How could a lack of competition in the graduate job market possibly be a good idea? Answer: it couldn't.

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    (Original post by Mutleybm1996)
    Have you sat a current a-level exam? They are far from easy


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    Yes I have. I think that they do not stretch the most able students enough while also not very useful for the lower performers. For example an A grade is not that distinguishing (over a quarter of examinations are awarded it or an A*) while those that are not motivated by A levels end up with D, E and fails.

    Comparing our education standards with that of other countries would suggest that it is not performing competitively at a global level. I mean secondary education and not higher education.
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    (Original post by Mike93L)
    Yes I have. I think that they do not stretch the most able students enough while also not very useful for the lower performers. For example an A grade is not that distinguishing (over a quarter of examinations are awarded it or an A*) while those that are not motivated by A levels end up with D, E and fails.

    Comparing our education standards with that of other countries would suggest that it is not performing competitively at a global level. I mean secondary education and not higher education.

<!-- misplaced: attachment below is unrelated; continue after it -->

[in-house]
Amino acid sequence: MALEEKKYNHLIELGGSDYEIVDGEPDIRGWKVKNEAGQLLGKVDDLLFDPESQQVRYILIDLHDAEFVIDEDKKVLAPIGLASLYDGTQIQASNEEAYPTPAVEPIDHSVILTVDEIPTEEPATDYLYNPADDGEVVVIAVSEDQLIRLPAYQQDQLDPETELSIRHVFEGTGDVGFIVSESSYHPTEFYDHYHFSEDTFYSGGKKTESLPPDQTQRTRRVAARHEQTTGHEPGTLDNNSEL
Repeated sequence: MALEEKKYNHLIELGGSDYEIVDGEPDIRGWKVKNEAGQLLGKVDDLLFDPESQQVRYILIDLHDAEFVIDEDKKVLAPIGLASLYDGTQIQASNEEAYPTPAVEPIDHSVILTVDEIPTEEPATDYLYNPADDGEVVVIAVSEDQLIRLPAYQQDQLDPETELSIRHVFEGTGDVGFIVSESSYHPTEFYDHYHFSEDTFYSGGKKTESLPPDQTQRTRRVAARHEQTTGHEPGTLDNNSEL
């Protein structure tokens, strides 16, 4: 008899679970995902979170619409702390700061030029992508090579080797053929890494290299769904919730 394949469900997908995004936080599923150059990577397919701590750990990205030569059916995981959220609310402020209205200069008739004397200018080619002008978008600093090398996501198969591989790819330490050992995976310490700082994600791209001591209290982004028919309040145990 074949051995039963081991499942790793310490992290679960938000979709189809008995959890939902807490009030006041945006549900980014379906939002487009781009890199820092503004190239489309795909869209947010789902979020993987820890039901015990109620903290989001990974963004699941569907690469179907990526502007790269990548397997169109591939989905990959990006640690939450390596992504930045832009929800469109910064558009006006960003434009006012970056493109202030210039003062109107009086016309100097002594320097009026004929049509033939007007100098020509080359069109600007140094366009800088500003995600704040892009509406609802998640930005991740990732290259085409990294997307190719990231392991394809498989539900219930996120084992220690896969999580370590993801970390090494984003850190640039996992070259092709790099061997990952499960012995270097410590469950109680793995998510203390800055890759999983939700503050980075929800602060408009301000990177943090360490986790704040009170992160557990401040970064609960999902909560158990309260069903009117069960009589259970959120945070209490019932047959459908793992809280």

There is an inherent contradiction in A levels. Are they intended to be:

    • A terminal qualification for school leavers;
    • A preparation for higher education; or
    • An admissions test for university?

    Back in the day O levels served the first purpose, but now most stay on until 18. When A levels were invented 60 years ago, there was no doubt that the second was the objective. However does a teacher today teach a subject or a syllabus?
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    (Original post by nulli tertius)
    There is an inherent contradiction in A levels. Are they intended to be:

    • A terminal qualification for school leavers;
    • A preparation for higher education; or
    • An admissions test for university?

    Back in the day O levels served the first purpose, but now most stay on until 18. When A levels were invented 60 years ago, there was no doubt that the second was the objective. However does a teacher today teach a subject or a syllabus?
    Yes I agree. Now they seem to fail at all 3 of those purposes.
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    (Original post by nulli tertius)
    There is an inherent contradiction in A levels. Are they intended to be:

    • A terminal qualification for school leavers;
    • A preparation for higher education; or
    • An admissions test for university?

    Back in the day O levels served the first purpose, but now most stay on until 18. When A levels were invented 60 years ago, there was no doubt that the second was the objective. However does a teacher today teach a subject or a syllabus?